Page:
Oral arguments in DOMA, Prop 8 cases show potential outcome

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LGBT students at Sam Houston State University and others around the world will soon have a landmark victory or a heartbreaking setback.

The U.S. Supreme Court heard oral arguments for two gay marriage cases on Tuesday and Wednesday, the justices’ questions gave the public a glimpse into possible decision.

The federal definition of marriage is the center of Windor v. United States. The Defense of Marriage Act, passed in 1996, limited federal recognition of marriage to between a man and a woman.

Paul Clement, the lawyer defending DOMA, argued the federal government has the right to define marriage for purposes of federal law, just as states traditionally have the right to do it for themselves. In addition, he said DOMA was enacted to ensure that marriage was treated uniformly in all states.

Justice Anthony Kennedy, usually known as the moderate justice, attacked the DOMA defense lawyer questioning his attack on federalism.

He said traditionally the individual states have had the right to define marriage. The federal government in this case, he said, is redefining marriage.

Traditionally liberal leaning Justices Ruth Bader Ginsburg, Elena Kagan, Stephen Breyer and Sonia Sotomayor questioned the logic of DOMA’s defense.

Ginsburg attacked the statute on what she described as “pervasive” discriminatory action.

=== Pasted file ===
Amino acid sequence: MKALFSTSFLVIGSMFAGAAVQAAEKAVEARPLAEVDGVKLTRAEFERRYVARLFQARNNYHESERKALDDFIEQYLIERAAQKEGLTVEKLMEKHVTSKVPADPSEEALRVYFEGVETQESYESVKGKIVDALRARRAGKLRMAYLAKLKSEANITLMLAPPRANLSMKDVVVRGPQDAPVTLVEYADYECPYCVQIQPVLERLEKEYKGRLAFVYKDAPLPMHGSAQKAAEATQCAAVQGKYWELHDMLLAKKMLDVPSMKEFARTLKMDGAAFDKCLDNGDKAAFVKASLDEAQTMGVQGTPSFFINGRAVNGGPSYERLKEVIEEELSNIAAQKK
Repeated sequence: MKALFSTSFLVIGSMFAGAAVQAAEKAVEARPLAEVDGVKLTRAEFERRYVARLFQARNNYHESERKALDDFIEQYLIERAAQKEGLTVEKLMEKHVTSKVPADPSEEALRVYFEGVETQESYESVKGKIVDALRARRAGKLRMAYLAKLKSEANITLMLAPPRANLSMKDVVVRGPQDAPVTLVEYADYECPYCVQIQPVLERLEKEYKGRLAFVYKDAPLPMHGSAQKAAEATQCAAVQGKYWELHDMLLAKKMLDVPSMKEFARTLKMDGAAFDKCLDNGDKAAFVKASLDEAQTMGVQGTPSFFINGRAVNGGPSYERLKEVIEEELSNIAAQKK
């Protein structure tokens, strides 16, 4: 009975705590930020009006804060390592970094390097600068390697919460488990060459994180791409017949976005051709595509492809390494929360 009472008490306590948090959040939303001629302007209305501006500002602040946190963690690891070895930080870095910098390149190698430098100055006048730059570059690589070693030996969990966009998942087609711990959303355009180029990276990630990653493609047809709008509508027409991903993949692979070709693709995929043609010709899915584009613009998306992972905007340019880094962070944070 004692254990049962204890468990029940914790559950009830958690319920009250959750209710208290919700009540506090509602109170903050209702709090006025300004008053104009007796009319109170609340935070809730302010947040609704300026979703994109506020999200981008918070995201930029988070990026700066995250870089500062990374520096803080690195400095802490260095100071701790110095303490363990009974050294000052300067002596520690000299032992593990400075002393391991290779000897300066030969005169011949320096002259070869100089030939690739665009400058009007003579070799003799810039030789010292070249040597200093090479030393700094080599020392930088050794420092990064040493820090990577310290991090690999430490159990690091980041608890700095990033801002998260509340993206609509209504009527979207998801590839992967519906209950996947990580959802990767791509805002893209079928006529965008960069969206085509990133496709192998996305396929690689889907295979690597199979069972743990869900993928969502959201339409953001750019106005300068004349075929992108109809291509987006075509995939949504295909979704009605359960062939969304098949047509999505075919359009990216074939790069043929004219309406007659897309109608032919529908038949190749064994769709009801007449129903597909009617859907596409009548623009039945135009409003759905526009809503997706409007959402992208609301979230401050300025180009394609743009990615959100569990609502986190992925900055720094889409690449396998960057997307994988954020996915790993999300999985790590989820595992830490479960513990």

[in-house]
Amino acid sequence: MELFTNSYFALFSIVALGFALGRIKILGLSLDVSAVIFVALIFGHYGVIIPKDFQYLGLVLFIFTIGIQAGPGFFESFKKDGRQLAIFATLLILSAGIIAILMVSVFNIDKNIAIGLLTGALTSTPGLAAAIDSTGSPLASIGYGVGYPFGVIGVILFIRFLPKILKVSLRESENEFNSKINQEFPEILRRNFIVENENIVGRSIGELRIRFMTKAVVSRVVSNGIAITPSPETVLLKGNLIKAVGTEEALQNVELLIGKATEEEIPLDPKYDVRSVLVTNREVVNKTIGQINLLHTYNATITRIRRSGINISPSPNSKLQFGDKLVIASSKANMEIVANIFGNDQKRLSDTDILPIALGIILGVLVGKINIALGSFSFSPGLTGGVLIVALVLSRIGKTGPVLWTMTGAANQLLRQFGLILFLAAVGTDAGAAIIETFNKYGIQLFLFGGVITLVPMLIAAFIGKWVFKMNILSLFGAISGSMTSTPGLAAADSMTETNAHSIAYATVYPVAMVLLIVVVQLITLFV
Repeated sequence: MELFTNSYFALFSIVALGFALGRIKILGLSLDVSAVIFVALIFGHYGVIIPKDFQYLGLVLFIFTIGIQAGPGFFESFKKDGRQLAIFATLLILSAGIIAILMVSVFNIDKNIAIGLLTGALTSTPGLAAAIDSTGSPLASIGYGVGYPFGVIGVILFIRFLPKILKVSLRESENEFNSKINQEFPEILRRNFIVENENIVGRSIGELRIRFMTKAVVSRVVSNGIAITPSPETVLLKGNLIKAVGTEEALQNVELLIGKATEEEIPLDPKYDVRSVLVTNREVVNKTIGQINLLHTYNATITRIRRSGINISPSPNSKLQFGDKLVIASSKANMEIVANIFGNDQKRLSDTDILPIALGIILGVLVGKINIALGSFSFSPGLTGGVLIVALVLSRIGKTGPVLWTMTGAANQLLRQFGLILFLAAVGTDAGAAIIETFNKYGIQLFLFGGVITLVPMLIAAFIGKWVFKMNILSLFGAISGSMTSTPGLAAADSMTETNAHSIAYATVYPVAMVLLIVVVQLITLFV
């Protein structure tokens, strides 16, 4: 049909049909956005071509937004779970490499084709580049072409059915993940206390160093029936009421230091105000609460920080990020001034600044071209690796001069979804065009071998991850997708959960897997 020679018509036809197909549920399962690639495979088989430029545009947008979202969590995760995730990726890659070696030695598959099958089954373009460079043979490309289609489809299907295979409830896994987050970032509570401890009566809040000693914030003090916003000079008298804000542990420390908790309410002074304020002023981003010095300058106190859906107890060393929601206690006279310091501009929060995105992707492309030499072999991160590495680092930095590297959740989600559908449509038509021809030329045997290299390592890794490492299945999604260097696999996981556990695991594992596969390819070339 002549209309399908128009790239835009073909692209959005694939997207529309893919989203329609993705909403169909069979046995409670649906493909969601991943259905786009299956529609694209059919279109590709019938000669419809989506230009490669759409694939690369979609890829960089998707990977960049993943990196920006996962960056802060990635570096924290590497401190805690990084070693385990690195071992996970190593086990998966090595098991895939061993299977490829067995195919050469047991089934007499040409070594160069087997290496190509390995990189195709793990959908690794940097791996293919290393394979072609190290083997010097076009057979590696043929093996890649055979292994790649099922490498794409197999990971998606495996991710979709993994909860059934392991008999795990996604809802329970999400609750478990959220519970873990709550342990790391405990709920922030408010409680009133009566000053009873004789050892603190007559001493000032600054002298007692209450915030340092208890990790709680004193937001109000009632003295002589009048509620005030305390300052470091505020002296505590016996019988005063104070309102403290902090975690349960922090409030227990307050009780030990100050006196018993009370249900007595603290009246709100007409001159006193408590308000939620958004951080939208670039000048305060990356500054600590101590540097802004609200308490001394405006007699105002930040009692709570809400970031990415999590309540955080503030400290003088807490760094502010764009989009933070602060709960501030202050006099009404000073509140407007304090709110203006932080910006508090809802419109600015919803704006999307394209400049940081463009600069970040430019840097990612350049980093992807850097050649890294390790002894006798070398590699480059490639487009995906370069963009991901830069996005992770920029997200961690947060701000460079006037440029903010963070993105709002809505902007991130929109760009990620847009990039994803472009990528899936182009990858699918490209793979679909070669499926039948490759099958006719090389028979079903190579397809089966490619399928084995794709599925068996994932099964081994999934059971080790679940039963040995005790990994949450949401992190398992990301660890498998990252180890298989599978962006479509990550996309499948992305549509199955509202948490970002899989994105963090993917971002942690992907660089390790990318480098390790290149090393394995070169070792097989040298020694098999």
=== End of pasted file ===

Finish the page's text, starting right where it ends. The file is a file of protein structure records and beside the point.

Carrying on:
“The state is saying there are two types of marriage: the full marriage and this…skim milk marriage,” she said.

DOMA currently prevents same-sex couples from recieving federal benefits including tax exemptions, social security marriage benefits, family medical leave, recognition for immigration purposes, employment benefits of federal workers, and federal health coverage, among the 1,138 provisions that are affected by DOMA.

Those advocating for DOMA to be overturned said the equality movement is becoming widespread.

Chief Justice John Roberts said the only reason for the rise in support “is because your side is more politically engaging.”

The second Court case, Hollingsworth v. Perry, questions the ability of states to define marriage. The same five justices heavily critiqued the lawyer defending Proposition 8, which defines marriage as between a man and woman. Texas is one state that has constitutionally banned same-sex marriage.

The defense, represented by Charles Cooper, said the traditional definition of marriage was primarily for purposes of procreation.

Kagan and Ginsburg immediately pounced on the idea that Prop 8 would also ban sterile couples and those over the age of 55 from the ability to marry.

“Let me assure you, there aren’t many children going to come out of those marriages,” Kagan said.

Cooper said even in the cases of couples over 55 the chance that couples would procreate would still exist.

Kennedy also asked Cooper for specific harms gay marriage would allow for. Cooper said it would alter the definition of marriage on the basis of social ideology rather than necessity.

Kennedy was unhappy with the answer saying it didn’t give concrete examples and pressed him further.

Justice Antonin Scalia interjected in an attempt to answer Kennedy’s question.

“I don’t understand why you don’t give any concrete examples,” Scalia said. “Allowing gay marriage would allow for [joint] adoption.”

Scalia said there has been no answer if children raised in single-sex households would be at a disadvantage over other children in opposite-sex marriages.

Justices Samuel Alito and Clarence Thomas, along with Roberts and Scalia, are considered the more conservative justices. Thomas chooses not to speak at oral arguments.

The decision is expected in July, or early in the summer.

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